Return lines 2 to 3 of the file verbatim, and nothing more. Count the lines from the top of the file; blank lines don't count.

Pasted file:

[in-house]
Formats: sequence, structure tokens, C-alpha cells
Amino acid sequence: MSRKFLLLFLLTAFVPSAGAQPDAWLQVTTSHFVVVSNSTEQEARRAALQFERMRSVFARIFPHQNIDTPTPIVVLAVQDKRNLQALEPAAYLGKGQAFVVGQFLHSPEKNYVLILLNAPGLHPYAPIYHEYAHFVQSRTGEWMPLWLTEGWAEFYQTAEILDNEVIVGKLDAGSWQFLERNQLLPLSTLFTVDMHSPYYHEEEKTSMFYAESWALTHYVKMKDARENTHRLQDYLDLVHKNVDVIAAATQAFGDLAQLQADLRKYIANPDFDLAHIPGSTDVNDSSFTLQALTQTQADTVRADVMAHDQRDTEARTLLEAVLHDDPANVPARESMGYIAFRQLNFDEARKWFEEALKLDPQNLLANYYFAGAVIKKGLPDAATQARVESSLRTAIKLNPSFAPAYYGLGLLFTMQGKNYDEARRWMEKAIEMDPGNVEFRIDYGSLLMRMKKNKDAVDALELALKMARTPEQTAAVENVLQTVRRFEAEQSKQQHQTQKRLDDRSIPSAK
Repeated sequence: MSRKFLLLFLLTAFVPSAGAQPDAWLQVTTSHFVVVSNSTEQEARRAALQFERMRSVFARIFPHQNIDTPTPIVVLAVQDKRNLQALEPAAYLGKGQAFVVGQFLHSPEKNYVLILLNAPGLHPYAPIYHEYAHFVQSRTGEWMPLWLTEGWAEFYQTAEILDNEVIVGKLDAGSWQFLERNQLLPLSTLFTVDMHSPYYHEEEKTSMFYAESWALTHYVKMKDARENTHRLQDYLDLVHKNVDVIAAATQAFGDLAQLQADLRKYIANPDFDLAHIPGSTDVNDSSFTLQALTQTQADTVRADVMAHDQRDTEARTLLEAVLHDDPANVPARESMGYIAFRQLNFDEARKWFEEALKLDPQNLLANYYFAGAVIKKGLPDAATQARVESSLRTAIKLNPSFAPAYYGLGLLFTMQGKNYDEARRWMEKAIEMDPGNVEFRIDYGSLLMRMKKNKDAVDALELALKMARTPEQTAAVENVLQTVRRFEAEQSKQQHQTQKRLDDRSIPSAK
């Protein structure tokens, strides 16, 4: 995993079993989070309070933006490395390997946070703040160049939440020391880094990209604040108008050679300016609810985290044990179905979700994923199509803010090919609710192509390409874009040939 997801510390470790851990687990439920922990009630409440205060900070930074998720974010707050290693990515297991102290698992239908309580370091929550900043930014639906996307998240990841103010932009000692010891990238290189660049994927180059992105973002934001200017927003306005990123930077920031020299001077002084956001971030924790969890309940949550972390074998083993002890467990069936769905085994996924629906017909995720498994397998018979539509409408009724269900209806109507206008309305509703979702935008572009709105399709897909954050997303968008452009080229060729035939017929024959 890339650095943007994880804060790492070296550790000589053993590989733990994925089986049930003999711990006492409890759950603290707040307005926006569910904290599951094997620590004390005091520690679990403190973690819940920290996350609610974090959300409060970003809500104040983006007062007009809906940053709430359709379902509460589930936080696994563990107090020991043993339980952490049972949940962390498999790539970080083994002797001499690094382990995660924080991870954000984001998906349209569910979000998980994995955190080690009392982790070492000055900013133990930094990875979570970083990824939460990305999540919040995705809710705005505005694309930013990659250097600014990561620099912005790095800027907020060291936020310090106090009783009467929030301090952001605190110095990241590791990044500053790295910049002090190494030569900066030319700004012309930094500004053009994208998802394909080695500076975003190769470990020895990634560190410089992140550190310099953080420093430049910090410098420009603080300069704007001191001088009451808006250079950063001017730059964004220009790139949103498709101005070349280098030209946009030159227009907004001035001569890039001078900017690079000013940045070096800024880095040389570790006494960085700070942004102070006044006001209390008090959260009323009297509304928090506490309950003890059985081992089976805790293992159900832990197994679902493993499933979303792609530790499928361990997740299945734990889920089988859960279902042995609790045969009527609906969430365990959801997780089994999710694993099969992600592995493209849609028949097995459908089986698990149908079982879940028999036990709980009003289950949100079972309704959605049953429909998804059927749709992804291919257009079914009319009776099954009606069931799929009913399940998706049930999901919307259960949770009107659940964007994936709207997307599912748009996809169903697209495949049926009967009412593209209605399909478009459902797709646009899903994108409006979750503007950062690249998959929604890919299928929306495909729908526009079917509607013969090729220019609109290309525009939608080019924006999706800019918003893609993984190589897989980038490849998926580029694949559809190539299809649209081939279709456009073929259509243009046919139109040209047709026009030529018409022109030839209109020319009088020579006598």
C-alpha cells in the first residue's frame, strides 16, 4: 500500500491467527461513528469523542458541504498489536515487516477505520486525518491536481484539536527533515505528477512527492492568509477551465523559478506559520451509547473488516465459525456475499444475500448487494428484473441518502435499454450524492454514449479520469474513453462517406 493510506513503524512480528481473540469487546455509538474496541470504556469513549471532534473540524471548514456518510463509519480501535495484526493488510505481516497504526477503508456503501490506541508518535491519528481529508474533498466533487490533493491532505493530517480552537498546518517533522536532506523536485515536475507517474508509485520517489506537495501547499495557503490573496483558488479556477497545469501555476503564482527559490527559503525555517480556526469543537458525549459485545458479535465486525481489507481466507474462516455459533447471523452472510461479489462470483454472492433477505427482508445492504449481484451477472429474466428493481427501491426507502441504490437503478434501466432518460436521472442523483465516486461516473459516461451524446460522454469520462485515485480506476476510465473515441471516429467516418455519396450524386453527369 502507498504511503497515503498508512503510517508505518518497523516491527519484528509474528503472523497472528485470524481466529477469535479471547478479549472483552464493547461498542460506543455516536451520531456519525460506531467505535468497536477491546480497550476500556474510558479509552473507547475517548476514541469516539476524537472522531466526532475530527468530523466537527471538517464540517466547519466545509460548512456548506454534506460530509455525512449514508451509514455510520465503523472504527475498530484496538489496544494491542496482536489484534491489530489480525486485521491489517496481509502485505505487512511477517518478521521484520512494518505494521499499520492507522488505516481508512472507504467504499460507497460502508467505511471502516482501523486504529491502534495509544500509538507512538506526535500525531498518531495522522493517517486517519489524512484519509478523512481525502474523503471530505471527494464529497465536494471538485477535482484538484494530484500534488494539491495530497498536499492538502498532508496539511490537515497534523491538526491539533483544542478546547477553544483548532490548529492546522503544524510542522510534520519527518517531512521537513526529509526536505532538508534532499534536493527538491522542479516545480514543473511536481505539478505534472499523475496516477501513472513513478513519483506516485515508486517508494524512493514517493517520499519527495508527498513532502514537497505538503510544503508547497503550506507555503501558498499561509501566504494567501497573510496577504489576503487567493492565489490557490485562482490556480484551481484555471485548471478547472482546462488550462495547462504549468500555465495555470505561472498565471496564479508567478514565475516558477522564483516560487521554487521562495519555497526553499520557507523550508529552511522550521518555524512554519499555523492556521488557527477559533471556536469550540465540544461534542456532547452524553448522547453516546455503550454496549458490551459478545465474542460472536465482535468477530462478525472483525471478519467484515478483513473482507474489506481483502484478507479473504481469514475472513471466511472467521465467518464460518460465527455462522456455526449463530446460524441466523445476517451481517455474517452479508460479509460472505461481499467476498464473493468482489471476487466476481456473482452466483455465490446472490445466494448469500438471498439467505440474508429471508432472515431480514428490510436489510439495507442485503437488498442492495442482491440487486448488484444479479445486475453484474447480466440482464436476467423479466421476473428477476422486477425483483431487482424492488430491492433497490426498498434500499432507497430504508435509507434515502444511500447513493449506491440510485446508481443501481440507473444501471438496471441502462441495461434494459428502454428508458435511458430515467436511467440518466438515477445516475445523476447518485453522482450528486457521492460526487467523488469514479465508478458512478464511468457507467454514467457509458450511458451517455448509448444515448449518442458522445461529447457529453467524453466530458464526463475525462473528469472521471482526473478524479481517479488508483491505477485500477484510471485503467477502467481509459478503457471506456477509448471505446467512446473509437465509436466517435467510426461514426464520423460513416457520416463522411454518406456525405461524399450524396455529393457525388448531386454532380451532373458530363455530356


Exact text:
Formats: sequence, structure tokens, C-alpha cells
Amino acid sequence: MSRKFLLLFLLTAFVPSAGAQPDAWLQVTTSHFVVVSNSTEQEARRAALQFERMRSVFARIFPHQNIDTPTPIVVLAVQDKRNLQALEPAAYLGKGQAFVVGQFLHSPEKNYVLILLNAPGLHPYAPIYHEYAHFVQSRTGEWMPLWLTEGWAEFYQTAEILDNEVIVGKLDAGSWQFLERNQLLPLSTLFTVDMHSPYYHEEEKTSMFYAESWALTHYVKMKDARENTHRLQDYLDLVHKNVDVIAAATQAFGDLAQLQADLRKYIANPDFDLAHIPGSTDVNDSSFTLQALTQTQADTVRADVMAHDQRDTEARTLLEAVLHDDPANVPARESMGYIAFRQLNFDEARKWFEEALKLDPQNLLANYYFAGAVIKKGLPDAATQARVESSLRTAIKLNPSFAPAYYGLGLLFTMQGKNYDEARRWMEKAIEMDPGNVEFRIDYGSLLMRMKKNKDAVDALELALKMARTPEQTAAVENVLQTVRRFEAEQSKQQHQTQKRLDDRSIPSAK